SpaceX is almost ready to start building a permanent human settlement on Mars with its massive Starship rocket.
The private space company is about to launch its first unmanned mission to Mars in as little as four years from now, SpaceX founder and CEO Elon Musk said Friday (October 16) at the International Mars Society Convention.
“I think we have a huge chance of creating the second Mars transfer window,” Musk said in a discussion with Mars Society founder Robert Zubrin. You can see a repeat of the lecture here.
The window that Musk is referring to is a launch option that occurs every 26 months for missions to Mars. NASA, China and the United Arab Emirates all launched missions for March in July this year. The next window will open in 2022 with Musk referring to the Mars launch option in 2024.
The mission will launch to the red planet on a SpaceX Starship vehicle, a reusable rocket-and-spacecraft combination currently under development at the company̵
Related: Starship and Super Heavy: SpaceX’s Mars colonizing vehicles in pictures
Musk has long said that humans need to establish a permanent and self-sustaining presence on Mars to ensure “the continuation of consciousness as we know it” – in the event that planet Earth is left uninhabitable by something like a nuclear war or an asteroid strike.
But SpaceX has no plans to actually build a Mars base. As a transport company, its only goal is to ferry goods (and people) to and from the red planet, which facilitates the development of others’ Mars base.
“SpaceX is taking on the biggest single challenge, namely the transportation system. There are all sorts of other systems needed,” Mars Society founder Robert Zubrin said during the event.
“My personal hope is that we get to see Starship in the stratosphere before this year’s out, and if Elon is right, reach orbit next year or the year after,” Zubrin added. “This will change people’s perceptions of what’s possible. And then you know, we’ll get NASA to fund the remaining pieces of the puzzle, or entrepreneurs will step up to develop the remaining pieces of the puzzle.”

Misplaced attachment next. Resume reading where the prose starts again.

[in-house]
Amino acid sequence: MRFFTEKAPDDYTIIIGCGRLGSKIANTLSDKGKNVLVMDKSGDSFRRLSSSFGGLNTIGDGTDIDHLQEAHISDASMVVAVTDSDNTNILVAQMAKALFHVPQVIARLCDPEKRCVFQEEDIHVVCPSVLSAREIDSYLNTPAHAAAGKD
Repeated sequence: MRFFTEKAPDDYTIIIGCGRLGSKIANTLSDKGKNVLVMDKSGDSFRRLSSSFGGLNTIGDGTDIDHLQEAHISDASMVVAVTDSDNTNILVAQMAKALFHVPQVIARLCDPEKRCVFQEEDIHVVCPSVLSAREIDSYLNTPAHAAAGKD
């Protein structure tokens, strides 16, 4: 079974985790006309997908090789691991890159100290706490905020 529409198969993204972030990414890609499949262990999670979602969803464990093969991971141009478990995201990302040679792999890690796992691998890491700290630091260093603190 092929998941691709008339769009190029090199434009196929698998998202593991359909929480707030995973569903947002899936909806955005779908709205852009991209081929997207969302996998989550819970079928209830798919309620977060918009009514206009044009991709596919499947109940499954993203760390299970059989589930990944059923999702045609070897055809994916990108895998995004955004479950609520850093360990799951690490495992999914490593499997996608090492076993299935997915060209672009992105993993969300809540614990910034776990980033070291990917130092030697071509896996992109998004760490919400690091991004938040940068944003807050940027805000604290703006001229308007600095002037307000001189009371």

If Musk’s projections are correct – he is known for offering overly ambitious timelines – SpaceX’s first Mars mission would begin in the same year that NASA astronauts return to the moon during the Artemis program. SpaceX also plans to fly space tourists on a Starship mission around the moon in 2023. NASA has also selected SpaceX as one of three commercial teams to develop lunar landers for the Artemis program.
Musk said Friday that if it were not for the orbital mechanics calling for Mars launches every 26 months, SpaceX “might have a shot at sending or trying to send something to Mars in three years,” Musk said, adding, that Earth and Mars will not be in the best position. “But the window is four years away because they are in different parts of the solar system.”
Musk unveiled plans for SpaceX’s Starship plans in 2016. The project aims to launch a 50-meter-long spacecraft on top of a massive booster for deep space missions to the moon, Mars and elsewhere. Both Starship and its Super Heavy booster can be reused.
This year, SpaceX launched two test flights with Starship prototypes, called SN5 and SN6, from its Boca Chica test site in Texas. These flights reached an altitude of 150 meters.
SpaceX is currently preparing another Starship prototype, called the SN8, for a 12-kilometer (20-kilometer) test flight in the near future.
Email Hanneke Weitering at email@example.com or follow her on Twitter @hannekescience. Follow us on Twitter @Spacedotcom and on Facebook.